In like manner I shall not try to keep abreast with the absurdities which the crowd of modern light novelists and magazine-writers have endeavored to make pass for law. There are, however,

, occasional writings of this sort clever enough to deserve a passing allusion without warranting an


extended quotation or commentary. For example, the most graphic account of the deliberations of a jury on which there are eleven obstinate men, that has ever come under my notice, is to be found in a story in “The Century” magazine for November, 1881, entitled “Eli.” The queer characters constituting the jury are admirably depicted; and the various arguments which the eleven brought to bear upon the one are narrated with a knowledge of human nature that led me for a moment to suspect that the author is a lawyer, or has sat on a "hung” jury. Especially amusing is the device of the eleven to worry out the one by allowing ten to sleep, and another to argue with him, by turns, all night. But after all, this fine image with head of gold has feet of clay. What is the evidence upon which the eleven are so ready to convict the prisoner of robbery? The offence charged is the robbery of a bank-vault, the lock of which is found broken, but which experts say was first unlocked. Only two persons have keys, – the president, and the prisoner (who had recently taken the cashier's place, and performed his duties in his absence for a short time). On the night of the robbery, the prisoner, who was a fisherman, was seen at one


o'clock coming across the fields from the direction of the bank, with a large wicker basket slung over his shoulders. He said he had been eelspearing. The president swore that he himself did not rob the bank. This is all the implicating testimony reported. None of the plunder traced to the prisoner, no sudden affluence, no suspicious conduct, no confession or significant admission. The prisoner proved a good reputation. This was the evidence on which eleven men proposed to convict their reputable townsman! On such a case a jury might possibly disagree, but it would be eleven to one the other way. Really, the gifted author should have taken legal counsel before he wrote this clever story, just as Bulwer did before he wrote “Night and Morning."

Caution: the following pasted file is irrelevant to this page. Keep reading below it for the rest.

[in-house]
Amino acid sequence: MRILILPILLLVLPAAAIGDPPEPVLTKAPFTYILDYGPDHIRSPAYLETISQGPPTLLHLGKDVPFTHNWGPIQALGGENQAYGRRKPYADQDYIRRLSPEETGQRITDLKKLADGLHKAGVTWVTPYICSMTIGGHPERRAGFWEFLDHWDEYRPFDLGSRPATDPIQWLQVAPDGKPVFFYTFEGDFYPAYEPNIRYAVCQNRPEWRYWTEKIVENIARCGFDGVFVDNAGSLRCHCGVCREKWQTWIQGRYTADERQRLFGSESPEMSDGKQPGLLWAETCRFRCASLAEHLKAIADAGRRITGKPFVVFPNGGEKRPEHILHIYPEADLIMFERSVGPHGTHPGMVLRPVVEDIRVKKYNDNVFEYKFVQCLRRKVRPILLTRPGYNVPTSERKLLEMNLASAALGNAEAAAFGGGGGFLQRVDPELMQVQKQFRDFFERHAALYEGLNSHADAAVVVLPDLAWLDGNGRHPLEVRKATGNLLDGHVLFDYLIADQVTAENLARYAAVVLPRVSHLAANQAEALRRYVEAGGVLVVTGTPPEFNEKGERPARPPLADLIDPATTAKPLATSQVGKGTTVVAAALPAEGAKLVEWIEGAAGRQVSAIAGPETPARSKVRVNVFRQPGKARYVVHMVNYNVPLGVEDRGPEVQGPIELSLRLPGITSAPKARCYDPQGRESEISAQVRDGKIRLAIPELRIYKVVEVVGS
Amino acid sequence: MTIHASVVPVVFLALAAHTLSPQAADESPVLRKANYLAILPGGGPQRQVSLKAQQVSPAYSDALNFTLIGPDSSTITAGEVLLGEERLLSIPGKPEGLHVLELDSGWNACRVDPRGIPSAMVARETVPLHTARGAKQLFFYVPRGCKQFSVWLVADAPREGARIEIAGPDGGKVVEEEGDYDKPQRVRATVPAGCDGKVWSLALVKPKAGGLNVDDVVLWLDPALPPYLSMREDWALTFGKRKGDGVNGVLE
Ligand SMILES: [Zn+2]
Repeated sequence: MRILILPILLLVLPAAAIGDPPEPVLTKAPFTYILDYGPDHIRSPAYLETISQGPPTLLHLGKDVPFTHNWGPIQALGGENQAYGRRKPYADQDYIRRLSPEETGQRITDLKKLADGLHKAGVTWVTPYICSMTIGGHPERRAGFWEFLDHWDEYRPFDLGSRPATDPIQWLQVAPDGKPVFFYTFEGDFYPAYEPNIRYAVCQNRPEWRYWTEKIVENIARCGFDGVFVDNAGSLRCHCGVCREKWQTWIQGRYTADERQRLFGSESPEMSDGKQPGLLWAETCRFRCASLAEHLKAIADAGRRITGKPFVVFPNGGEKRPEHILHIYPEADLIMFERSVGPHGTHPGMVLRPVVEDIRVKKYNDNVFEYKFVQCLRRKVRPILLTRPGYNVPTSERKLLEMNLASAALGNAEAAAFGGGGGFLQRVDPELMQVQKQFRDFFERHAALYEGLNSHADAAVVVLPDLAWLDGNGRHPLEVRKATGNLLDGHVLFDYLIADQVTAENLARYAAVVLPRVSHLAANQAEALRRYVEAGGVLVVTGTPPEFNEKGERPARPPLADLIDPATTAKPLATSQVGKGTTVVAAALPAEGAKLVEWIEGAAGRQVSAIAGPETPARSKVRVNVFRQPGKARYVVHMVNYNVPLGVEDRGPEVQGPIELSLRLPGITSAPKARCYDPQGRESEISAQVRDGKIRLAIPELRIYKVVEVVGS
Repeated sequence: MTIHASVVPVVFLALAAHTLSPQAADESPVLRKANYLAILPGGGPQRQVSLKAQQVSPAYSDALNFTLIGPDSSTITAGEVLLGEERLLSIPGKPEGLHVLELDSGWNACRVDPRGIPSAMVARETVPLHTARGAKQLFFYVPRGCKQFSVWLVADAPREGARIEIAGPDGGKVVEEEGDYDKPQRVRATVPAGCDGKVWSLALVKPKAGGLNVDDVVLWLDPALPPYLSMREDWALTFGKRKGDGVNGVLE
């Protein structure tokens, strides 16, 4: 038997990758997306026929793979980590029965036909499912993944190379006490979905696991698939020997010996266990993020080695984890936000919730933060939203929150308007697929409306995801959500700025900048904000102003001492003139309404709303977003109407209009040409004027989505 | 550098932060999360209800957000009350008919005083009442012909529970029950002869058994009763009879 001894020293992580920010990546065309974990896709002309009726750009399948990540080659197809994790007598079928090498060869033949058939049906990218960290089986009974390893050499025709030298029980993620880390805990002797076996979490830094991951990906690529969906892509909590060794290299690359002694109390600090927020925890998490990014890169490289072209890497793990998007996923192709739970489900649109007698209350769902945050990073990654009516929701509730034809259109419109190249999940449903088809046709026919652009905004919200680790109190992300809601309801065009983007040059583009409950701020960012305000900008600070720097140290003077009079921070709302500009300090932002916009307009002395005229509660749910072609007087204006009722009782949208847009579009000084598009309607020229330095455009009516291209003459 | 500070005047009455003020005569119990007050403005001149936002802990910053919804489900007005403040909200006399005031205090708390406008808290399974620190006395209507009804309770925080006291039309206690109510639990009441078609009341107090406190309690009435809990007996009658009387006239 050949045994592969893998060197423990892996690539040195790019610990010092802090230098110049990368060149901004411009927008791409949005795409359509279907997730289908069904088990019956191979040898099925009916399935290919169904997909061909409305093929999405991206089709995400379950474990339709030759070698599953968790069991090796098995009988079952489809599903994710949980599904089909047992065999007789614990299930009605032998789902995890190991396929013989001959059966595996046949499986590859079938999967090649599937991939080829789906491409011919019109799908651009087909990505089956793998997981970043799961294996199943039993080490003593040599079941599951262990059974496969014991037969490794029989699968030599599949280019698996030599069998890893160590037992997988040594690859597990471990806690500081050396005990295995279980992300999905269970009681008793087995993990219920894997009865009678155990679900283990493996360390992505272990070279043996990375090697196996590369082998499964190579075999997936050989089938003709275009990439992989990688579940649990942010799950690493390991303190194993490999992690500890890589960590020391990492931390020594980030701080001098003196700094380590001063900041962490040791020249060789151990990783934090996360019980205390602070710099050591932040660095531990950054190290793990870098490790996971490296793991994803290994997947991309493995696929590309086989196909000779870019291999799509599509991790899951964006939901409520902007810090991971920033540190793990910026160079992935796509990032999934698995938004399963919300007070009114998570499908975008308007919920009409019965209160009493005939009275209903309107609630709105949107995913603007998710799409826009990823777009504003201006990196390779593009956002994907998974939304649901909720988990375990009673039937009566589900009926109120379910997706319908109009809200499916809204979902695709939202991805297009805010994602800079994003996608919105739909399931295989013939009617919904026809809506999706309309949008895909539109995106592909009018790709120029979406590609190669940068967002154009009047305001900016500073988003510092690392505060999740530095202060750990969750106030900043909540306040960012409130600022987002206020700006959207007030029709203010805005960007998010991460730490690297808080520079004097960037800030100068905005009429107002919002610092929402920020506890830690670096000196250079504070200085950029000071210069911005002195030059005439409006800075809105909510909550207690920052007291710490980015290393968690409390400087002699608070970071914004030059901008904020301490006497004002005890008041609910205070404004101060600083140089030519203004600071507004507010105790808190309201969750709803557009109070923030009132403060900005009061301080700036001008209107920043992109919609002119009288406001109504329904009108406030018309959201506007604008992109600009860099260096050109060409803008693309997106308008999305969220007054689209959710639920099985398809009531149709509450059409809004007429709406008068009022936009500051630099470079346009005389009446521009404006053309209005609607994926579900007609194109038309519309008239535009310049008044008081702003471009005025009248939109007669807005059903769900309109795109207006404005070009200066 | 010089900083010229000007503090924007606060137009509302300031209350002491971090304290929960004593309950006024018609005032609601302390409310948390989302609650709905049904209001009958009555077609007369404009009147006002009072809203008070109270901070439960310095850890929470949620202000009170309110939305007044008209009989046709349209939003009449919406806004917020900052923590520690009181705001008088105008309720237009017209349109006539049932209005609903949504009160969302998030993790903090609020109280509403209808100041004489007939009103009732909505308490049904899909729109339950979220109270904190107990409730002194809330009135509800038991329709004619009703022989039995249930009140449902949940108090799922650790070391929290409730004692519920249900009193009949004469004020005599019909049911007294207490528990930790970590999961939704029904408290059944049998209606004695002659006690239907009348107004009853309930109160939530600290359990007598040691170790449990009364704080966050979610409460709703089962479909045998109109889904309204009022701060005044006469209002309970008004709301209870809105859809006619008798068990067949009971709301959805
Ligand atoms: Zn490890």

Two other recent writers of fiction in magazine serials have tried their hands at depicting courtscenes : namely, Miss Woolson, in “Anne,” in

Harper's;” and Mr. Howells, in “A Modern Instance,” in “The Century." Mr. Howells is cautious enough, however, not to describe a trial, but contents himself with opening a default in a divorce

a case. The rascally plaintiff — husband, of course

runs away, and institutes a suit in Indiana of course, although it might as well have been in